In an extensive briefing to the medical community the MoH has published a PDF making it crystal clear to those working in all patient care roles that everyone must be treated equally – whether the patient be vaccinated against covid or not.
The document says the purpose of the statement is to address concerns from clinicians and providers regarding in person consultations with unvaccinated patients, and the issue of requiring a negative test for COVID-19 prior to a non-urgent consultation.
It tells GPs and others that: “Access to health care is a fundamental right and that an individual seeking healthcare cannot be refused care because of their beliefs. In this case an individual who believes that a vaccine is harmful cannot be refused care for that belief.”
The MoH says a practitioner’s personal beliefs should not influence that practitioner’s duty of care for any individual.
“In this case a practitioner must not allow their opinion of an individual who refuses to be vaccinated to influence the care that they offer that individual,” says the document – download it here.
“Any approach that mandates unvaccinated patients are swabbed for COVID-19 prior to planned care risks worsening access to health care for those already suffering health inequities.
“Access to testing is not available 24/7 – shift workers or those working multiple jobs will struggle toaccess a testing service (unless Rapid Antigen Testing can be provided on a sufficient scale at the time ofa planned appointment).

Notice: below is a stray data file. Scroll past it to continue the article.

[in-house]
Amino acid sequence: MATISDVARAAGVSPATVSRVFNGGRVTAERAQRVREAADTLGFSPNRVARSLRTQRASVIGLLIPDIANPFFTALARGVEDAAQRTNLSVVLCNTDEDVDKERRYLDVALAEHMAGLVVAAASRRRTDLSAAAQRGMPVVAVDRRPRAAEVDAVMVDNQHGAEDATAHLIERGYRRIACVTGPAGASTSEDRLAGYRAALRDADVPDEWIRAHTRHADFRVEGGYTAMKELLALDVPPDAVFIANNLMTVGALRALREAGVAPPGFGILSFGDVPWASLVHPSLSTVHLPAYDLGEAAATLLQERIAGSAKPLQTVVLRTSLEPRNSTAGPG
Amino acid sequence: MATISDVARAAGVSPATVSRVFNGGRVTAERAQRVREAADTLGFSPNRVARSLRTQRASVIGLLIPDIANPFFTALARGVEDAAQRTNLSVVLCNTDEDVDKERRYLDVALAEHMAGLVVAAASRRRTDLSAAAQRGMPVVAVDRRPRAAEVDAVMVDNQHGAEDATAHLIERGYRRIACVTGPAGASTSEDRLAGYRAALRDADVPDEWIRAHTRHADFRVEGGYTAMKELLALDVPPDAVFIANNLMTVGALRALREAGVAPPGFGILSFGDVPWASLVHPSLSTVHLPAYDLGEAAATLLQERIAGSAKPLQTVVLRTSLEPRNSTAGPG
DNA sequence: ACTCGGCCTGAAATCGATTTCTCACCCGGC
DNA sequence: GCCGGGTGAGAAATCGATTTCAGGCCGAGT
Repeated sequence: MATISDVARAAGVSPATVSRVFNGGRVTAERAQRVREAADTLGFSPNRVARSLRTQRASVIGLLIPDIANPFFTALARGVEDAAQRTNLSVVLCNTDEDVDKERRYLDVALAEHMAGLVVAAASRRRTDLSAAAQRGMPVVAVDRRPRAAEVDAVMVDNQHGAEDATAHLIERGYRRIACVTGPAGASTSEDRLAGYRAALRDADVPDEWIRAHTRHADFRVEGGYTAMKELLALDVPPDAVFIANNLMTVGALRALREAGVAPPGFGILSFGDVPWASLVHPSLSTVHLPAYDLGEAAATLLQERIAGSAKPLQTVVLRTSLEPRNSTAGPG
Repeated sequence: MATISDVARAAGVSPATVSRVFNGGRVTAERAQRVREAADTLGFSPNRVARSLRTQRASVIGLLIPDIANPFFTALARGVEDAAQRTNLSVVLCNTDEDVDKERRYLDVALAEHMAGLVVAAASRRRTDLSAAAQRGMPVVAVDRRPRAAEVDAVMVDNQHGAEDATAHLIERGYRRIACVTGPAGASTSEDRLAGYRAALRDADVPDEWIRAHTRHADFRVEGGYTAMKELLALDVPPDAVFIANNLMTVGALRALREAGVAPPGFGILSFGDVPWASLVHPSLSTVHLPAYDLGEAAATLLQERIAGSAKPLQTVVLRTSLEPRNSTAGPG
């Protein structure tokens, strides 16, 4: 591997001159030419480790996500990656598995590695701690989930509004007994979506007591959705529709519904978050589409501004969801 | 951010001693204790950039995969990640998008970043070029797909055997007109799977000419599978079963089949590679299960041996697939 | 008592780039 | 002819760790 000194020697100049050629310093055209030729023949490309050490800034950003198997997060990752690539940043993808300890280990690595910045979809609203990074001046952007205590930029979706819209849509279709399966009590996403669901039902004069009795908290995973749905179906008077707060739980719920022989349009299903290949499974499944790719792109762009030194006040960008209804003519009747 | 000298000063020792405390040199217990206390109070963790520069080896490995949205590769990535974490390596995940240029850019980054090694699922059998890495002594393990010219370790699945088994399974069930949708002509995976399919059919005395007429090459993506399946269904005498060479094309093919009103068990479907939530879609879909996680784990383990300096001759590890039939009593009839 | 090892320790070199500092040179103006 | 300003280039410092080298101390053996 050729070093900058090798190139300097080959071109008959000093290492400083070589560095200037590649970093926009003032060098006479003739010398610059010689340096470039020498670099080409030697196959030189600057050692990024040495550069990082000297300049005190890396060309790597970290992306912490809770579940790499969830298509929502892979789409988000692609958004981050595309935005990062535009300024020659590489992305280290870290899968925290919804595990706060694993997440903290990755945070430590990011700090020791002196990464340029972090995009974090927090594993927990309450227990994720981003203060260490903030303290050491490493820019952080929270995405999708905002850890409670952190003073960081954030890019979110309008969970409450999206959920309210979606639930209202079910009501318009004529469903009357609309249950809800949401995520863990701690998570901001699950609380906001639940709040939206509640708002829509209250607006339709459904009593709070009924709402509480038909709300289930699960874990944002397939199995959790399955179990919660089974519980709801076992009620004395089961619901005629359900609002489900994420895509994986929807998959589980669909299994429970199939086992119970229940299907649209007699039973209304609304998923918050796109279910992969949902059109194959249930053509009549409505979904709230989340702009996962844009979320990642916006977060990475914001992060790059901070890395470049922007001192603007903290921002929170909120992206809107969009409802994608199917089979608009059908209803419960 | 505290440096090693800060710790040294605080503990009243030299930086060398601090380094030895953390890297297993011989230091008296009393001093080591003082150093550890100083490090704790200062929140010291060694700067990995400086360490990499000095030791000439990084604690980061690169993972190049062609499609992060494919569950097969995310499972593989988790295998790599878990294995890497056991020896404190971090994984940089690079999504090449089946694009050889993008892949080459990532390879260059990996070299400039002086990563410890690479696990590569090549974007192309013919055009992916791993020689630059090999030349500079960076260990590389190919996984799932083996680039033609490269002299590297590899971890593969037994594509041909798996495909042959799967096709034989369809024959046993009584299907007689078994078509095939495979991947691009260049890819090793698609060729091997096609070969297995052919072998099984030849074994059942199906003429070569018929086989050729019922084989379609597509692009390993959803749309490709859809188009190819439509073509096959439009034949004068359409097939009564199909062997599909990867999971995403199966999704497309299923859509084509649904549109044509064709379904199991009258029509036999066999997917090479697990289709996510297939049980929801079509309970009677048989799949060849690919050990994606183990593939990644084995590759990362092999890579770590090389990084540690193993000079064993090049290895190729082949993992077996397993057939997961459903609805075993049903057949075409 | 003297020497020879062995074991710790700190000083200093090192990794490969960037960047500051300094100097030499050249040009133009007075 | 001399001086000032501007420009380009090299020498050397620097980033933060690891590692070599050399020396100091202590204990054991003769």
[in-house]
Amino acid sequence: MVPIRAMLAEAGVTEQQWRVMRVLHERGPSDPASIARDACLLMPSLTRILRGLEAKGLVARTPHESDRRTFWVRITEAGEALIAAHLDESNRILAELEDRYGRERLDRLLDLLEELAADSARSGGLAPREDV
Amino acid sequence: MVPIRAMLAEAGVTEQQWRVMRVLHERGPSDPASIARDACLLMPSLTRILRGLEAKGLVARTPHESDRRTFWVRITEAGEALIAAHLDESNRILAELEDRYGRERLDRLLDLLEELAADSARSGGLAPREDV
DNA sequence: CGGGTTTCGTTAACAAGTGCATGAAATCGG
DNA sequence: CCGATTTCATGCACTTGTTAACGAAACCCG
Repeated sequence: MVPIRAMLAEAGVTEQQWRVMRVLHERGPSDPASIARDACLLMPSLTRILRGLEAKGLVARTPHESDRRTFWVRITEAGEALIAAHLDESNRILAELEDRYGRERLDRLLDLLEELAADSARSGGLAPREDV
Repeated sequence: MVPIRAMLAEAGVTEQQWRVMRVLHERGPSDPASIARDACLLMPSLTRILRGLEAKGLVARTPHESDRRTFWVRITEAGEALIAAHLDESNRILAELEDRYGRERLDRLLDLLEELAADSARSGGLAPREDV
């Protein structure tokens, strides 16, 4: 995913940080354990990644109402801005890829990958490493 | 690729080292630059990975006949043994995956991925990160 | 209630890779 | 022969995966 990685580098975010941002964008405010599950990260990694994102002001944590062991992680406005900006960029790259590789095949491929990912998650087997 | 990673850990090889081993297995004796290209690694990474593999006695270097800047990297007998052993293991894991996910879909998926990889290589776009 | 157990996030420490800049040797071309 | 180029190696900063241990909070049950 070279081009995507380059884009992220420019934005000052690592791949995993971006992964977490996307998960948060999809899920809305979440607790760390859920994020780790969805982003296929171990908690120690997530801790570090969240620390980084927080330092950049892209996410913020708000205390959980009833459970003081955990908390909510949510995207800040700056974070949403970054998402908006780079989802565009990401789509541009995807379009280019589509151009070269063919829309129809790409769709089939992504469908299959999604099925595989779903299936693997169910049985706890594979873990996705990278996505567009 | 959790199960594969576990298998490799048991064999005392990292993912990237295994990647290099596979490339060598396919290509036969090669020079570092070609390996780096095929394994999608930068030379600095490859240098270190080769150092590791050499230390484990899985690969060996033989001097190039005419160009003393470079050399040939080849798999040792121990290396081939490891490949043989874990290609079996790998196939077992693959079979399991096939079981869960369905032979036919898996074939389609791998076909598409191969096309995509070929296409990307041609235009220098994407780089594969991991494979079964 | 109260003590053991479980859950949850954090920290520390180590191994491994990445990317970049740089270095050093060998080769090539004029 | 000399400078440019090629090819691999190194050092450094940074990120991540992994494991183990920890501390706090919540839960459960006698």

“Those without transport may not be able to obtain a test result in time to allow for their appointment toproceed. If the testing system is overwhelmed by such testing, symptomatic test results may be delayed, furtherrisking spread and preventable exposure to COVID-19.”
In addition, the MOH says the absolute risk of transmission will be highly dependent upon the prevalence of disease in the community.
When the rate of community spread is zero or very low, the risk of transmission from any consultation will be very low
“When the rate of community spread is zero or very low, the risk of transmission from any consultation will be very low, unless a person is known to be at higher risk because they are symptomatic or a close contact of a confirmed case,” says the MoH.
“In addition, in this situation the difference in the risk of transmission between vaccinated and unvaccinated people will be negligible.
“When the prevalence of disease in the community is high, the risk of transmission from any individual is not negligible and is likely to warrant application of mitigations for all consultations.
“When there is high COVID-19 vaccine coverage (i.e., above 80 percent of eligible people are fully vaccinated), transmission is more likely to occur from a vaccinated than an unvaccinated individual.
“Developing a separate pathway for vaccinated and unvaccinated individuals will not prevent the risk of inadvertently seeing an infectious person (regardless of vaccination status) without the health care worker being aware, using appropriate personal protective equipment and/or being in an appropriate physical environment.”